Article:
What stayed with me was the weird fanservice. Lots of isekai manga and anime include plentiful fanservice, which is totally cool and good with me. But the way it was presented here felt extra lurid and out of place. And there was actually very little of it overall, which made it even stranger. One of Farma’s abilities is something he calls the Diagnostic Eye. It lets him see people as silhouettes with glowing areas where they are affected by disease or injury. When he views men with the Eye, they appear as simple outlines. When he views women, their silhouettes have prominent nipple bumps and wisps of pubic hair. He only uses this ability a couple times, but something about the way the author wants readers to really notice the bush of a woman who’s coughing up blood on her deathbed doesn’t really work for me.

A Bit of Promise

Parallel World Pharmacy does have some good ideas, although this first volume doesn’t engage with them enough to make it worth the read for these ideas alone. In the real world, Kenji dies from overwork. In the new world, Farma briefly grapples with his work-life balance, his new life a stark reminder of just how long and hard medical professionals work. He talks about trying to carve out time to take care of his own health too, but the story never shows him actually doing that. He keeps working tirelessly and suffers no ill effects.

There’s also a little talk about the Japanese legal system regarding who is allowed to dispense medicine. There’s even some allusions to different social classes getting different levels of care in the new world. This story has a ton of potential for interesting plot lines about Farma streamlining and equalizing access to medical care in his new life. But this first volume doesn’t have the page count or desire to get there. I hope future volumes do.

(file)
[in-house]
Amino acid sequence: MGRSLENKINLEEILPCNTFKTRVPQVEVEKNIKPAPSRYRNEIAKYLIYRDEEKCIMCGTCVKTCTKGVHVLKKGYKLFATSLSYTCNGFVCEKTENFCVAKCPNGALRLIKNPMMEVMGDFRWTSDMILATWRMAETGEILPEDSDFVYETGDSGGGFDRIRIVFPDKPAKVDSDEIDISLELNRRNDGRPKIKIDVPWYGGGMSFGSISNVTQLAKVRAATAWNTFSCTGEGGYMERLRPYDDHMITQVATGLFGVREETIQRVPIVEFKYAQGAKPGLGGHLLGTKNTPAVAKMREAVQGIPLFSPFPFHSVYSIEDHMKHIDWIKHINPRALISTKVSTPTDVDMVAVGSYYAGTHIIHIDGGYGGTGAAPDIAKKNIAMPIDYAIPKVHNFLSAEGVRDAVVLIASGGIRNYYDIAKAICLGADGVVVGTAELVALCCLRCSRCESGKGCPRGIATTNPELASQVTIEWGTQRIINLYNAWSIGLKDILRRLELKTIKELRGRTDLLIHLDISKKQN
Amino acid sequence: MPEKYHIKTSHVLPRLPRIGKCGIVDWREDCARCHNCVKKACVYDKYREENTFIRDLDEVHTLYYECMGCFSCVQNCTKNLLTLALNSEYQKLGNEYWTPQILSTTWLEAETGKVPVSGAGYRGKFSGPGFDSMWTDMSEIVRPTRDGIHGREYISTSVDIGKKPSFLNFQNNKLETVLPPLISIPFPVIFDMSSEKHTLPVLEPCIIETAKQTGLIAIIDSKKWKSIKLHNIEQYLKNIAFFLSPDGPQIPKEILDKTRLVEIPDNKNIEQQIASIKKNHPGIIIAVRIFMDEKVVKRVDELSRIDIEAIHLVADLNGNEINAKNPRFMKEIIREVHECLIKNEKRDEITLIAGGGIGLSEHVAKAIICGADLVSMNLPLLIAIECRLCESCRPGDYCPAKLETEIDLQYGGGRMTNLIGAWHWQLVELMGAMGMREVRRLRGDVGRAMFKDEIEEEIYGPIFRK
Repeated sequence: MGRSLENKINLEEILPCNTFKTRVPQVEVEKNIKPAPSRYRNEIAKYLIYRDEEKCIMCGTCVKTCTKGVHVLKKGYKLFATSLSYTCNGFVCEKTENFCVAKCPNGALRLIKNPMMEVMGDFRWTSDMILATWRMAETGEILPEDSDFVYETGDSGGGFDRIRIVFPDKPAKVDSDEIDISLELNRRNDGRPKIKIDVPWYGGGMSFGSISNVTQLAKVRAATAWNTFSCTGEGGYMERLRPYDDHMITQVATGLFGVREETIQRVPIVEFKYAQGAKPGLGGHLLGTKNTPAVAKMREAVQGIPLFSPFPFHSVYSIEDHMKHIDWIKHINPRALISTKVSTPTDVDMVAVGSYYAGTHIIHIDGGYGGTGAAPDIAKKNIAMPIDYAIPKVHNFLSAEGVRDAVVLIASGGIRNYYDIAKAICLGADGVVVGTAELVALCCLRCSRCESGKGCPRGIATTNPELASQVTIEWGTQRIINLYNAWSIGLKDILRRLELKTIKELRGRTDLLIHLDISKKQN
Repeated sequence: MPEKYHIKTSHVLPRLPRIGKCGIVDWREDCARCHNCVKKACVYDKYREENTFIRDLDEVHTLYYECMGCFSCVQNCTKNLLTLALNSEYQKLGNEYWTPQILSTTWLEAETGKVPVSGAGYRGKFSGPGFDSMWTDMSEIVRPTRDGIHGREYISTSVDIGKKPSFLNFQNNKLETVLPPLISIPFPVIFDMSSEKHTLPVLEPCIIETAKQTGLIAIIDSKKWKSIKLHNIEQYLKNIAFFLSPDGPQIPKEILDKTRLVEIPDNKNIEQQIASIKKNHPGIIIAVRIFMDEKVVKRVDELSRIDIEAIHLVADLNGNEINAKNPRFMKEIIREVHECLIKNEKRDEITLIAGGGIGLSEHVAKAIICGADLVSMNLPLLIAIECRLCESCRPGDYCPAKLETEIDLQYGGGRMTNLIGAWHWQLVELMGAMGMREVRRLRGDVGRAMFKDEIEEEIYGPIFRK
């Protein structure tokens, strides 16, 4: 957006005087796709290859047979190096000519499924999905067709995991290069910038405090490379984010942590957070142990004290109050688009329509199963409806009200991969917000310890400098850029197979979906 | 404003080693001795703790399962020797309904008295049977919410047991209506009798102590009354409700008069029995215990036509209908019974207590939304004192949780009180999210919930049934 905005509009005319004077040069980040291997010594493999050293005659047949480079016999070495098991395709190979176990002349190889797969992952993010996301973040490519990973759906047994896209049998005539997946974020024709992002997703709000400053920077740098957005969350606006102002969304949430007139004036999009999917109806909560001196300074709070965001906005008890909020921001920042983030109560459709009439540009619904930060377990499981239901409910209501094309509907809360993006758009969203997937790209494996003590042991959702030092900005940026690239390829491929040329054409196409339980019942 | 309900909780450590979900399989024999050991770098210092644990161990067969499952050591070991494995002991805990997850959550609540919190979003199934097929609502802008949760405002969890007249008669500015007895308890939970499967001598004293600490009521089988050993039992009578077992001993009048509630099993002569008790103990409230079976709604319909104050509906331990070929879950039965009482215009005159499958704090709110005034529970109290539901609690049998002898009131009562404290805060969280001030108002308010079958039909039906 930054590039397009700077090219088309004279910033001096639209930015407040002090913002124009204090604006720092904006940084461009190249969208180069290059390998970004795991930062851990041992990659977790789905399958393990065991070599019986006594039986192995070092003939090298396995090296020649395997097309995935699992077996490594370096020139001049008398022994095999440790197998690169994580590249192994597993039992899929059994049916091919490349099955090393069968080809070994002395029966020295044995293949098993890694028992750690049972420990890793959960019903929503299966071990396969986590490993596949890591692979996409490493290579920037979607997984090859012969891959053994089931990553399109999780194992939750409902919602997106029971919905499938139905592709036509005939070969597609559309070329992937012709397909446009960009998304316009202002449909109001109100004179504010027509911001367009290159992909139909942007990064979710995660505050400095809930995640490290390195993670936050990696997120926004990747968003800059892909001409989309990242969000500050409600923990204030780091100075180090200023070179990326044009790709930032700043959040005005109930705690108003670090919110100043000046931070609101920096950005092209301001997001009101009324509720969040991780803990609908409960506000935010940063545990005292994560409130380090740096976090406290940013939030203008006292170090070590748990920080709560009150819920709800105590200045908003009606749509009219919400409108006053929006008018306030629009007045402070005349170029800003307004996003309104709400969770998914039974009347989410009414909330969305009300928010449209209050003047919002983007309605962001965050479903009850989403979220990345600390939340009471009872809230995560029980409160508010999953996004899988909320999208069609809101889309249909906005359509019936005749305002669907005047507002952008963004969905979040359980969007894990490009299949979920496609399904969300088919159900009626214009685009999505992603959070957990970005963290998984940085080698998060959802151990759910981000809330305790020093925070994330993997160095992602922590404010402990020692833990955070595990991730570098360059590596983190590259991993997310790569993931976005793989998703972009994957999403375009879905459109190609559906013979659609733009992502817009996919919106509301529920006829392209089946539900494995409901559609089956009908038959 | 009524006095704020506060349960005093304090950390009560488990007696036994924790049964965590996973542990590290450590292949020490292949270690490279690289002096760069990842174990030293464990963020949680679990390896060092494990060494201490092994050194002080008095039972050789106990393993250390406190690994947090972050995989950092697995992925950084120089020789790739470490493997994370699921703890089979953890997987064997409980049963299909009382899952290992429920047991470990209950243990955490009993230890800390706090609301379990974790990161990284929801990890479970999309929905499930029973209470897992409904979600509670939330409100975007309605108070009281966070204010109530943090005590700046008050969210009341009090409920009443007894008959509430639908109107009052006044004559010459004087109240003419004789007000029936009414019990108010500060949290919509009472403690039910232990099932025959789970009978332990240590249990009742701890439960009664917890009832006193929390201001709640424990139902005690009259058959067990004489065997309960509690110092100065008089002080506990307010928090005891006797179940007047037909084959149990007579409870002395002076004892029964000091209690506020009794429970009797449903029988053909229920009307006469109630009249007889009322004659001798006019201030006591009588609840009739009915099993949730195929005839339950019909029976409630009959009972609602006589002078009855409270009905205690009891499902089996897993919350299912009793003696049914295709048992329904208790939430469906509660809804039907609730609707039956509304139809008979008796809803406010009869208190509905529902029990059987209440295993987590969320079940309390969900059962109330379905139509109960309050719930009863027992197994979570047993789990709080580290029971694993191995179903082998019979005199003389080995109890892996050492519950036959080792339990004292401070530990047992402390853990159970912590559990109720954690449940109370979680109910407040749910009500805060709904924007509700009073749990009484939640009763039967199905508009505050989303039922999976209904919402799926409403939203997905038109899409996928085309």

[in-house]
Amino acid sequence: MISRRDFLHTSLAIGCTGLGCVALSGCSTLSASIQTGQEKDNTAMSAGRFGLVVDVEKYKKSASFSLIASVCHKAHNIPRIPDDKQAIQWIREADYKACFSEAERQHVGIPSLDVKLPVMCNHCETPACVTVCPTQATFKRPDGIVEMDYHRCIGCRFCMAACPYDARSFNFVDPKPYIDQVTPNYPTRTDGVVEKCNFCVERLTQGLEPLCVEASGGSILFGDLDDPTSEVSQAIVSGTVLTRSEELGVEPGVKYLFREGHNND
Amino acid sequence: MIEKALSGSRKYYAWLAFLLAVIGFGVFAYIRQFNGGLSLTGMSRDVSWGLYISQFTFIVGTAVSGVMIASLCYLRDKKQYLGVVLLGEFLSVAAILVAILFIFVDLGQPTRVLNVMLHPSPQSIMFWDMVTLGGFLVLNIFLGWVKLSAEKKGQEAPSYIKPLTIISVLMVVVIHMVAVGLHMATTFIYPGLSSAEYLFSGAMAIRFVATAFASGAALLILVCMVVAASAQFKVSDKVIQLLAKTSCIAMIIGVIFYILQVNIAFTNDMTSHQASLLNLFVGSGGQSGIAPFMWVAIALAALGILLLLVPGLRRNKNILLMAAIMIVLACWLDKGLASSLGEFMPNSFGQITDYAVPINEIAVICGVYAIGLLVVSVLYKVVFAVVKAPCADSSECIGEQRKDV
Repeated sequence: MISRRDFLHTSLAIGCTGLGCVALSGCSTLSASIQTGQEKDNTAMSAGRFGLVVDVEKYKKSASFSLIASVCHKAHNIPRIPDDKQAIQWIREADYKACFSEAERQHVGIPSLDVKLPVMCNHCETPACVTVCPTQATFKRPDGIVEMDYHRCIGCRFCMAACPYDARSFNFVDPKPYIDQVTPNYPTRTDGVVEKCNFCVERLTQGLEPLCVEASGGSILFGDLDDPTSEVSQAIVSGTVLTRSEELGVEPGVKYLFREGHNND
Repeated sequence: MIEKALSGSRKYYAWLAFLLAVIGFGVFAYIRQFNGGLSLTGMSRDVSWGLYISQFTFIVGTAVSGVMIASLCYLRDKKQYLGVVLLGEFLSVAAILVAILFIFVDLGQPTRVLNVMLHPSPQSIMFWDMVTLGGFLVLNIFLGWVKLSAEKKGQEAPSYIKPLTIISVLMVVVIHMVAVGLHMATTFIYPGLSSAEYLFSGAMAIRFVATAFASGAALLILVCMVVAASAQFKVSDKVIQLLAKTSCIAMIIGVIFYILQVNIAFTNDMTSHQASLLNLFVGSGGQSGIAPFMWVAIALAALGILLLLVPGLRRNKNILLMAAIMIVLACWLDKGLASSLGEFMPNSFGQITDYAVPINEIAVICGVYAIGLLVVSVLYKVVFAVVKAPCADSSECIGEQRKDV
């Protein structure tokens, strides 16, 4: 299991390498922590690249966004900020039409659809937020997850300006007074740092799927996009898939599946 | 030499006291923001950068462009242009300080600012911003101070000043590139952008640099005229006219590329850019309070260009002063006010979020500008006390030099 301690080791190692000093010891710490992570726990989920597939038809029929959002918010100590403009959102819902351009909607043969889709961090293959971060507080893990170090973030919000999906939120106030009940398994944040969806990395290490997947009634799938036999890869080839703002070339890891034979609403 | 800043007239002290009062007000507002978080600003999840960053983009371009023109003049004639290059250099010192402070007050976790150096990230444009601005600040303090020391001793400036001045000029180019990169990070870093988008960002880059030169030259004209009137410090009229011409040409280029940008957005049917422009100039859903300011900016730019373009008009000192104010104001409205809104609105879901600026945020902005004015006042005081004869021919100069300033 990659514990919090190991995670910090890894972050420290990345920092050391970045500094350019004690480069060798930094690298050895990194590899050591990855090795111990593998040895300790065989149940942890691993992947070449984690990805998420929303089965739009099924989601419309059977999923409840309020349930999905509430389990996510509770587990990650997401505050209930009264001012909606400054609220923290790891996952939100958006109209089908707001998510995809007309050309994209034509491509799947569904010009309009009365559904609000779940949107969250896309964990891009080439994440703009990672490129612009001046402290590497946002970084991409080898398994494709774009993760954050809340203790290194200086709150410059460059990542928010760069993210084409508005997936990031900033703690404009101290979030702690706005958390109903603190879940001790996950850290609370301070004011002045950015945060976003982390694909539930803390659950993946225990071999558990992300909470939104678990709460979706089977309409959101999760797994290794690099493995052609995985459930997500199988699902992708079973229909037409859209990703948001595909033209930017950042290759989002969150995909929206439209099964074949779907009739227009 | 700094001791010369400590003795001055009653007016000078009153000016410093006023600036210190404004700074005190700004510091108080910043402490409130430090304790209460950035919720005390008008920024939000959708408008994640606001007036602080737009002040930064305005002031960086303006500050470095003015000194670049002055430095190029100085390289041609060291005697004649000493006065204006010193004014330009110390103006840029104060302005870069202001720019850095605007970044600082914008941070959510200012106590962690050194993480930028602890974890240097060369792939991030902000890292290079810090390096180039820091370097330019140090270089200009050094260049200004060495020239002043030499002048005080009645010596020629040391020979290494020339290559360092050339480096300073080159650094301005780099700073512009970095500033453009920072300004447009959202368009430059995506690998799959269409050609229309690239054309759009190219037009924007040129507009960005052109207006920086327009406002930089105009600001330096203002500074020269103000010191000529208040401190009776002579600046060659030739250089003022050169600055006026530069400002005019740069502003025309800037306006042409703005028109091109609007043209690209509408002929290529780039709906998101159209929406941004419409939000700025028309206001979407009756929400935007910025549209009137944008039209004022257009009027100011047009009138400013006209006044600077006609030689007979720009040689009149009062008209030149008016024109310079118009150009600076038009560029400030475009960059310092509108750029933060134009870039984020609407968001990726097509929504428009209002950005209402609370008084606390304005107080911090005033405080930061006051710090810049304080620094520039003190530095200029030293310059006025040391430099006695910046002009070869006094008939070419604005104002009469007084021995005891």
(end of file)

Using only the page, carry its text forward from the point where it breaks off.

Farma and his maid talk about who Farma's family will and will not treat. "Your father is a respected pharmaceutist who serves high nobles. He doesn't have time to examine mere servants like us." 'But we're a family of pharamceutists!" Farma argues, but apparently "that's just how it is."

The Verdict

There are a few moments of slapstick comedy that aren’t total busts. There’s clear potential for it to develop into an allegory for real-world medical inequality. But I can’t recommend a story on what it might do eventually. This first volume of Parallel World Pharmacy is mostly a dull slog through worn out tropes and creepy double standards. It’s not terrible but I’d almost prefer it if it was. At least that way it’d be memorable.

You can purchase Parallel World Pharmacy Volume 1 from Barnes and Noble, Amazon, Bookshop, and Right Stuf.

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Manga: Sei Takano
Original Story: Liz Takayama
Character Design: keepout
Translation:  Kristi Iwashiro
Pharmacist: Yuushi Kojima
MD-PHD: Kirin
Physician: Minoru Nakazaki
Medical Researcher: Tamaki
Physician, MD-PHD: Souyakuchan

A special thank you to One Peace Books for allowing us the opportunity to review this title. Receiving a review copy has in no way altered the opinions expressed in this article.

The Good

  • Art style has a pleasant, slightly older-school look to it
  • Full of potential for interesting plot threads about class-based inequality in medicine

The Bad

  • First volume never actually executes on its potential
  • Uniquely creepy fanservice
  • Painfully dense dialogue at times
  • Falls into many of the same old isekai tropes and traps